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Will Your Daughter Have Endometriosis Too?

No one knows exactly what causes endometriosis. But whether it's environmental factors, retrograde menstruation, or endometrial tissue present at birth, there is familial link with the disease.1 Researchers are still figuring out just how strong the association is, but current estimates say genes account for up to 50 percent of why someone might get endo.2

Studies show that first-degree relatives — siblings, children, parents — are 5-10 percent more likely than the general population to get the condition confirmed through surgery.1,3 And in one small study, the disease showed up in three generations of mothers and daughters.4

Here are some other familial facts:  

  • Endometriosis is more likely to show up in both twins when they are identical rather than fraternal.3
  • In women who have had endometriosis laparoscopically removed, recurrence is higher in those with a family history of the disease.5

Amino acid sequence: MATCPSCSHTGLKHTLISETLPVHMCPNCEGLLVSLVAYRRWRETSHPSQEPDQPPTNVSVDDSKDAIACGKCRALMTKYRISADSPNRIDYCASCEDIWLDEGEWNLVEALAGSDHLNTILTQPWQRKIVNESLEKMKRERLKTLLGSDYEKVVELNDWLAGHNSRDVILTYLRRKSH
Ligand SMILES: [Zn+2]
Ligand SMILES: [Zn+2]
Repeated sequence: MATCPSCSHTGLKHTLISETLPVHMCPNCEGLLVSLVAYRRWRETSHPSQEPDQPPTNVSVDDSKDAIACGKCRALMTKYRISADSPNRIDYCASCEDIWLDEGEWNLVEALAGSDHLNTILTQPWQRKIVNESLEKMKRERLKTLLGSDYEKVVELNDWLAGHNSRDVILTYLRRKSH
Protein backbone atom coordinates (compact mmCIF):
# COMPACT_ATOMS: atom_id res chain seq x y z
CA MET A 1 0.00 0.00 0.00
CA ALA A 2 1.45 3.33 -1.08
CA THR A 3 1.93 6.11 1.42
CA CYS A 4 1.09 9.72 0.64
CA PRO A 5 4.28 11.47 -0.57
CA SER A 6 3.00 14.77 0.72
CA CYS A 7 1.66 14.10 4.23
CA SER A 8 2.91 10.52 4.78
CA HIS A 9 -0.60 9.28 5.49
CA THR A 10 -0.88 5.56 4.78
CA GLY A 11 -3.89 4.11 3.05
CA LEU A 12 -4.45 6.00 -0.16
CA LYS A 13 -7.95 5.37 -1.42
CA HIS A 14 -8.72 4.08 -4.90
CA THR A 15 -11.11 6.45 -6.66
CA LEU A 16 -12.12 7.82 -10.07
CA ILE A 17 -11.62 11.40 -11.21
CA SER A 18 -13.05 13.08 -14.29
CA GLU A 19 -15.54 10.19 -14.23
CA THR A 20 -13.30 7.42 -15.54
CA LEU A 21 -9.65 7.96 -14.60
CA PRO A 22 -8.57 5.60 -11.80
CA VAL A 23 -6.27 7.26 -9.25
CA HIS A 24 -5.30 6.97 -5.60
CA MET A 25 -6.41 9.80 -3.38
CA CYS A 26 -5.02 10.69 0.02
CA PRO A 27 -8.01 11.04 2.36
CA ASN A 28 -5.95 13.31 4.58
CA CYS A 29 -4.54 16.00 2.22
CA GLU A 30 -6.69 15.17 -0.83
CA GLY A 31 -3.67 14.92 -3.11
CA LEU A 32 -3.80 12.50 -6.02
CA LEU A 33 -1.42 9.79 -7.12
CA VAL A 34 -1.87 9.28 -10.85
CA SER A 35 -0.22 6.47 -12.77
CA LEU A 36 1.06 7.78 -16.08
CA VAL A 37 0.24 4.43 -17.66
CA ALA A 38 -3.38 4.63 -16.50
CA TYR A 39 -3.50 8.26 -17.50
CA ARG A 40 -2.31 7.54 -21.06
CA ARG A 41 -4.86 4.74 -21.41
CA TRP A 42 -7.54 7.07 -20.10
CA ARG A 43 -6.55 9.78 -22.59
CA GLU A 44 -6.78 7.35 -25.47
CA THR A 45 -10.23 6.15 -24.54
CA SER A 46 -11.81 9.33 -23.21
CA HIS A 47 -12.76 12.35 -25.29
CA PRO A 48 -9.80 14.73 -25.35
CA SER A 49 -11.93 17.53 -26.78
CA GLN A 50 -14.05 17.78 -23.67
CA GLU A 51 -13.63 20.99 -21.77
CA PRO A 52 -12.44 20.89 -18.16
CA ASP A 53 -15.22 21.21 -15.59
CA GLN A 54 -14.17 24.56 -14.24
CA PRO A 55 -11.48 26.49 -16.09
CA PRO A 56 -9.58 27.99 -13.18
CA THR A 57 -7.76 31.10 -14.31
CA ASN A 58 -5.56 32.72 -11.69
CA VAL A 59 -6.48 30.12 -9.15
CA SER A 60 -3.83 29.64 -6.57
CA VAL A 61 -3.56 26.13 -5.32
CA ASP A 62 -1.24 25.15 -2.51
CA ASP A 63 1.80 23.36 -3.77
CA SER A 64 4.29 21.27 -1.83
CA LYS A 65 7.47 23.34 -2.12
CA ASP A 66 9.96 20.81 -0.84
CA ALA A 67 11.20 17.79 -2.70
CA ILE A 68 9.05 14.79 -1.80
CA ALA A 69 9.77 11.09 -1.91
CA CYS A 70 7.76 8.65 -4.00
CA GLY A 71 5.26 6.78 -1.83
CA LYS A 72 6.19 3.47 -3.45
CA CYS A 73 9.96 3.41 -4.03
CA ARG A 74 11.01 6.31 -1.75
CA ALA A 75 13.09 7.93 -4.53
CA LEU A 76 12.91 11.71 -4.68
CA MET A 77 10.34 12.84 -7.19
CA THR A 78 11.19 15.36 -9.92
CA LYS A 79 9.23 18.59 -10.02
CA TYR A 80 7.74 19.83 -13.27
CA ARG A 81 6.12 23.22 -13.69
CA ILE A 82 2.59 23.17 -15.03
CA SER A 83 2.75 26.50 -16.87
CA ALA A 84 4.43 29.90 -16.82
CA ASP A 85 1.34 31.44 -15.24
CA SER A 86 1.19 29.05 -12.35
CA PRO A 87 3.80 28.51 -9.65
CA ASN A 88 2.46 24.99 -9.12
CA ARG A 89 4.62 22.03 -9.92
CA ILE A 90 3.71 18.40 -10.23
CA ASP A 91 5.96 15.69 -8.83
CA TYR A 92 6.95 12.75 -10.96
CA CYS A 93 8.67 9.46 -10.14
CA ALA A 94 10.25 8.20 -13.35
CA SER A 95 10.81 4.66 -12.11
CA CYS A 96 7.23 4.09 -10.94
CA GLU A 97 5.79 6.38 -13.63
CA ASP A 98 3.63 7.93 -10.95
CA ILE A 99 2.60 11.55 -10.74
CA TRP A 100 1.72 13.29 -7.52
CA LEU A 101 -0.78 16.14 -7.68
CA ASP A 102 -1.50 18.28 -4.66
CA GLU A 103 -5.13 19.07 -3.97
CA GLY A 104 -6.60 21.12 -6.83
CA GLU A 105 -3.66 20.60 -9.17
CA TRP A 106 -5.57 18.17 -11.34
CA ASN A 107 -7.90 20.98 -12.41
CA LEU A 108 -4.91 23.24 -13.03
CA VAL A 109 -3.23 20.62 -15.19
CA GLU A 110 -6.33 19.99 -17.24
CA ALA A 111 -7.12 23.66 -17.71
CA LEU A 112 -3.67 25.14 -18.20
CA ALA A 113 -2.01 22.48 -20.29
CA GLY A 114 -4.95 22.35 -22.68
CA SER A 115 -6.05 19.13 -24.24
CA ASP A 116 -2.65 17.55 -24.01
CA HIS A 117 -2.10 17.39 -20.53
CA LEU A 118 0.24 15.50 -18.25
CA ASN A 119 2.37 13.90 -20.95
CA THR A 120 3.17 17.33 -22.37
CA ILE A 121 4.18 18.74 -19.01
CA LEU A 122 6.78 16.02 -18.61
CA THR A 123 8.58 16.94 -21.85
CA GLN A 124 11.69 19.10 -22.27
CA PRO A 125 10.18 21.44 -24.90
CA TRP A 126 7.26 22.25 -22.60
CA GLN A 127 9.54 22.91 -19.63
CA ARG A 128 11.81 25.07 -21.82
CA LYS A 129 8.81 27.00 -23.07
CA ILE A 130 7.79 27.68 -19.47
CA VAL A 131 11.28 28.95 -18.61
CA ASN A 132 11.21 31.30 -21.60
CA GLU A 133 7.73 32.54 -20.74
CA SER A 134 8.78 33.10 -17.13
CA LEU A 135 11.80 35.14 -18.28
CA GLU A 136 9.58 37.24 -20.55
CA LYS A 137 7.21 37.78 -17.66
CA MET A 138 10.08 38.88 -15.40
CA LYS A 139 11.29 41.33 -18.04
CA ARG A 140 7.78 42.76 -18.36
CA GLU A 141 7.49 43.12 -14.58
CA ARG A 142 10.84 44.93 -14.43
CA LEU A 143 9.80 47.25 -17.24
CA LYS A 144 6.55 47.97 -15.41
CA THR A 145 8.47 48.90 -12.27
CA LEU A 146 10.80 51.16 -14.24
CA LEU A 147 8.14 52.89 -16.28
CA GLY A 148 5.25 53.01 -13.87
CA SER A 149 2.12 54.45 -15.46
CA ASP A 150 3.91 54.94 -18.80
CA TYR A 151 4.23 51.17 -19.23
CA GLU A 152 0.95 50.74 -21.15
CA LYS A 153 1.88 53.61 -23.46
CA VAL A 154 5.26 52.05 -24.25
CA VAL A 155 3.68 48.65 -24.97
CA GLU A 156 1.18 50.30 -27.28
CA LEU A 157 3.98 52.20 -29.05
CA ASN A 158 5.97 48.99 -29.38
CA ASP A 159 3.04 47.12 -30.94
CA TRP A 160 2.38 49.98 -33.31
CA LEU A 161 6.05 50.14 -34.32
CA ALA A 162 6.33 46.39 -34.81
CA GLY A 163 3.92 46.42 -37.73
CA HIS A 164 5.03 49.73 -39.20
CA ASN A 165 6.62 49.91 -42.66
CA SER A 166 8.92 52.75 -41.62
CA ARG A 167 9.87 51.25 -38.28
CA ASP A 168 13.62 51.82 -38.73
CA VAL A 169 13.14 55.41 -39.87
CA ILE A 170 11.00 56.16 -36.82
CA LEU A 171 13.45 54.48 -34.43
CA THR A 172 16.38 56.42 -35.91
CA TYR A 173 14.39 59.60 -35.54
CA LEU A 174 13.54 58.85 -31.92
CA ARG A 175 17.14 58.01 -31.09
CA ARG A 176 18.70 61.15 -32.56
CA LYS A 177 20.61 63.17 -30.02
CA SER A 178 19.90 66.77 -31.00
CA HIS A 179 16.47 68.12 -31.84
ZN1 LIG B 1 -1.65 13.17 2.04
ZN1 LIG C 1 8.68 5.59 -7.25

• There are at least 142 menstruating animals who can get endometriosis, and there is a family relationship documented in monkeys.6

You may not share your daughter's symptoms 

If you have endo, there's a chance your child will to. However, she might not experience it the same way. My mother had lesions all over one of her fallopian tubes, but she never had cramps. She breezed through her menstrual cycle and was only diagnosed after she had a hard time getting pregnant. My periods were incapacitating from the start. When I was searching for answers in my teens and 20s, she never mentioned her endo. She had no idea the condition caused pain.

Should you see a doctor?

Your daughter's gynecologist should be aware of your endo, especially if your child talks about having typical symptoms like pelvic pain and debilitating periods. But if your daughter hasn't reached puberty yet, bring it up with your own doctor. There isn't any way to prevent endometriosis, yet, but your OBGYN might have advice on signs you should look out for. But most of all, offer your daughter support and guidance. Even if you can't stop her endometriosis, you can be her advocate.

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This article represents the opinions, thoughts, and experiences of the author; none of this content has been paid for by any advertiser. The team does not recommend or endorse any products or treatments discussed herein. Learn more about how we maintain editorial integrity here.

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